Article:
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Last weekend, Ross and I visited a Catholic abby here that is 106 years-old.  Fortunately for us, this abbey is only two hours from us on a paved road, and it is at a higher elevation and a little cooler than where we live now.

Additionally, it is powered very reliably with hydro-electric power, and there is a large spring that supplies the whole Catholic compound with fresh water which can even be drunk from the tap.  The abbey has German roots, so we were served sausage, ham, fresh butter, homemade bread, sour kraut, etc. in meals.  We even got to eat lettuce during our stay.  About half of the monks there are German and in their 80’s, and the other half are Tanzanians.  There is also a beautiful, fresh water pond that we hiked to and got to swim in.

Awkwardly, when we arrived, about four ancient monks in swim-trunks were slowly easing themselves into the water.  I didn’t know if there were rules about women swimming with monks, so I thought maybe I would refrain even though I really wanted to swim.  But of course Ross told me, “We’ll just ask.”

“Hey there!” Shouted Ross across the clear pond to the monks who were slowly making their way to the other side.  They reminded me of a special on swimming sloths that I saw on National Geographic TV one time.  “Can we swim?”

“Well, I don’t know if you can, but I wouldn’t try if you can’t,” Grumbled one in a thick German accent.  Ross and I laughed nervously,

“Can my wife swim?”

“We’re not accustomed to being bombarded by foreigners at our pool!” said the same guy.  Another monk, trying to smooth over his brother’s brusqueness, assured us,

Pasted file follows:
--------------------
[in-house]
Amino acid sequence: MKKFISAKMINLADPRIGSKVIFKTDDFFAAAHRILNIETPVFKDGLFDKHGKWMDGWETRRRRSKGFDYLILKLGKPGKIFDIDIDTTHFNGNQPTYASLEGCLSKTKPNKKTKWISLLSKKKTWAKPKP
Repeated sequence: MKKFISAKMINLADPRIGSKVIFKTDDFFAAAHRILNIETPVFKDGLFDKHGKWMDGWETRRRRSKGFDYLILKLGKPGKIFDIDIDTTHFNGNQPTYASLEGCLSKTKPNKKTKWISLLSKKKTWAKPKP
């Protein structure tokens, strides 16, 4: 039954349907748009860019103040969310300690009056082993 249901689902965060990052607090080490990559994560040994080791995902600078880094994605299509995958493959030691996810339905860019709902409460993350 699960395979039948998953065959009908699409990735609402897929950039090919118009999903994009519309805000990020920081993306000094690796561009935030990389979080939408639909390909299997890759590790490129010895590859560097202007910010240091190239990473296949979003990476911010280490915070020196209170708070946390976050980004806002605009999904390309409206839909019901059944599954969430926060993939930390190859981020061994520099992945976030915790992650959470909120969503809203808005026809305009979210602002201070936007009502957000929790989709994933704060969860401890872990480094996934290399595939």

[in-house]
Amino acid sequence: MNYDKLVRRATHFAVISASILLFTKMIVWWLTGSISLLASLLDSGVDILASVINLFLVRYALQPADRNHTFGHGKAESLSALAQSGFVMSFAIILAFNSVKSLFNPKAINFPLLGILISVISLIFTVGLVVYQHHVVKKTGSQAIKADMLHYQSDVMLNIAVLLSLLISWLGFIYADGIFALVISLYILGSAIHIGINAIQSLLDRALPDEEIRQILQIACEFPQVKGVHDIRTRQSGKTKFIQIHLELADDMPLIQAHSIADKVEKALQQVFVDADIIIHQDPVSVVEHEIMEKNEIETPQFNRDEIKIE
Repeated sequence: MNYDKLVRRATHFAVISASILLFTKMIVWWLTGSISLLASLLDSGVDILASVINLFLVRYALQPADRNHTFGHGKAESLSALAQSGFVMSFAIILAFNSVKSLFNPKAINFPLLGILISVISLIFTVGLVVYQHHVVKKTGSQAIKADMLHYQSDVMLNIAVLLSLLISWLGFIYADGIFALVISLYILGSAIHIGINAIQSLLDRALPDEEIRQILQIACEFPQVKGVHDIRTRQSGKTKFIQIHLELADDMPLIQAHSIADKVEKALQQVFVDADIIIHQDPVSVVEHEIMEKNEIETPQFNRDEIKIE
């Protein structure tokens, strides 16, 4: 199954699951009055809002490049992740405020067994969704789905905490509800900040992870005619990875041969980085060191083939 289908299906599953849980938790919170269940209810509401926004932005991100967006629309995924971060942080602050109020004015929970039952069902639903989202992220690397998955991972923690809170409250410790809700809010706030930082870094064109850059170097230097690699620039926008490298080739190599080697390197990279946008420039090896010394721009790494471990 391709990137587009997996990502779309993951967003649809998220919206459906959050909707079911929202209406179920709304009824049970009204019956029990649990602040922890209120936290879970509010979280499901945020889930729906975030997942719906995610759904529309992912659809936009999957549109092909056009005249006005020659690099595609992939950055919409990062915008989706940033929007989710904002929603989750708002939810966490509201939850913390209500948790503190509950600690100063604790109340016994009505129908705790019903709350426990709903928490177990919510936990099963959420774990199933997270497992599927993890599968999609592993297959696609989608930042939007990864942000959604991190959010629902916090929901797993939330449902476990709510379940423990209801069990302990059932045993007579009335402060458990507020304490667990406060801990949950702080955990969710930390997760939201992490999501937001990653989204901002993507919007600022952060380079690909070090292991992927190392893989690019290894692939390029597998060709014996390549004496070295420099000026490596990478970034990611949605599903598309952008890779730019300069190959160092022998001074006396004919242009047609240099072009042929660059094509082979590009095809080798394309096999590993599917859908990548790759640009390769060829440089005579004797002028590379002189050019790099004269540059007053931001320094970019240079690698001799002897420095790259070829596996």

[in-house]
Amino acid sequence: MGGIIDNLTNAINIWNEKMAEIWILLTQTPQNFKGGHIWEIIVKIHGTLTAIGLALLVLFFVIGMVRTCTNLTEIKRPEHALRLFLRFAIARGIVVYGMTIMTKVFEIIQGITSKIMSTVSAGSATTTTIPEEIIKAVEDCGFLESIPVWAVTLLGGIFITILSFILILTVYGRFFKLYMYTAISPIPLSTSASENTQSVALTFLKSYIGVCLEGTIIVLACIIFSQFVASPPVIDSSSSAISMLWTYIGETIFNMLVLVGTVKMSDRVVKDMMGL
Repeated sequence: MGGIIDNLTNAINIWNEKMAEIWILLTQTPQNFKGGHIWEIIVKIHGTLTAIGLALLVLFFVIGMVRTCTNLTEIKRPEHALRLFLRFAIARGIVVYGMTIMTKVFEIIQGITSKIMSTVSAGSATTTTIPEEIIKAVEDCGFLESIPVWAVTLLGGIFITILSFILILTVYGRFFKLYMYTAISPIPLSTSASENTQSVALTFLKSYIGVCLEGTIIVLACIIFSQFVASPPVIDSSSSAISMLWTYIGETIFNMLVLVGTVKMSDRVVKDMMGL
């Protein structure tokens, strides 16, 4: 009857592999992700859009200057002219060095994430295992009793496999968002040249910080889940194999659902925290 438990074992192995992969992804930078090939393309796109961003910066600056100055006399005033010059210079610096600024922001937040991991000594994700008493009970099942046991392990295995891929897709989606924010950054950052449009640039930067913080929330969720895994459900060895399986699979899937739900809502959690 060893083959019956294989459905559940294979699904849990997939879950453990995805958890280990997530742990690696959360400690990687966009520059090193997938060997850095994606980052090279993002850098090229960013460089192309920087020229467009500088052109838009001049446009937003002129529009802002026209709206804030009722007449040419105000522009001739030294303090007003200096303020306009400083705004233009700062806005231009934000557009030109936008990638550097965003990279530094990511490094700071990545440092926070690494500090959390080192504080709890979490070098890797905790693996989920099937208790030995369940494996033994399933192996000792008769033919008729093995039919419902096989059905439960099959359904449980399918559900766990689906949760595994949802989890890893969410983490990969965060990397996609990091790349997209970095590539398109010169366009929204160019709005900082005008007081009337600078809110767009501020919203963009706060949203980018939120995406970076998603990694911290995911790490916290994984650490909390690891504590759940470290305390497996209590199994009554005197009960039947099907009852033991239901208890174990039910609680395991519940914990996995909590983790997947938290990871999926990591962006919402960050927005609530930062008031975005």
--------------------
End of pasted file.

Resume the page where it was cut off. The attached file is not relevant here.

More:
“Of course, come on in.”  
Ross became deeply engaged in a theological conversation with one monk while dog paddling beside him across the pond, and we found out that this particular man had lived in TZ since 1960.

The Abbey supports a large church, a monestary, two nunneries, a 300+ bed hospital and dental clinic, a vocational college, and dairy, and more.  Needless to say, they are deeply blessing the surrounding population.  But our interest was in finding out what the Catholics were doing in regards to disciple-making.

One night, we lingered over supper, and the cook who served us all weekend sat down at the table with us to rest his feet.  When Ross introduced himself as a person who is sent to TZ to share the words of Jesus (in Kiswahili), this mzee (old-man, a title) cook lit up.  “I love the words of Jesus!” He said.

“Oh,” We said, “Are you a Christian?”

“No, I am deciding.”

“How do you know about the words of Jesus?”

“I was in Dar one day, and I heard a Church service.  I liked the words so much that I stayed for six hours and then came back the next day.”

“If you would like, tomorrow at lunch, I will bring you some of the words of Jesus for you to read,” replied Ross.

The next day, before lunch, we had a two-hour interview with the Abbot.  During this time, we learned about the Catholic method for sending out catechists, who give catechism to bring people into the church, etc.  According to the Abbot, everyone in TZ has chosen their religion, and we would have to go to Mozambique to find people who need services like those the Church of Christ specializes in (disciple making, church planting).  This was sobering, and we went to lunch a little confused.  You see, the Catholics have been doing such a good job in this area that it made us question, “Are our services really needed?  Why have we come?”  Ross prayed the night before that God would reveal our place in Tanzania if we were indeed needed.

We brought a colorful book with lots of pictures about the life of Jesus (brought at the abbey bookstore) like we promised for the cook.  When Ross gave the book to him, he clutched it in both hands, held it to his chest, and bowed low, like a Japanese bow.  This was very surprising because I have never been bowed to by an old man in Africa before.  Old men are the ones who deserve the respect in this culture (you stand when they enter the room).  He almost skipped around refectory inserting “asante”s whenever he took up a used plate or spoon.

The refectory where the cook worked daily is in a building that is attached to the church.  The monks pass the cook every day as they go in and out.  And the Abbot told us one room over from where the cook was setting out our lunch out that all people here had decided on their religion.  But this cook was thirsting for Jesus’ words.  He himself said that he wasn’t decided.  God had answered our prayer.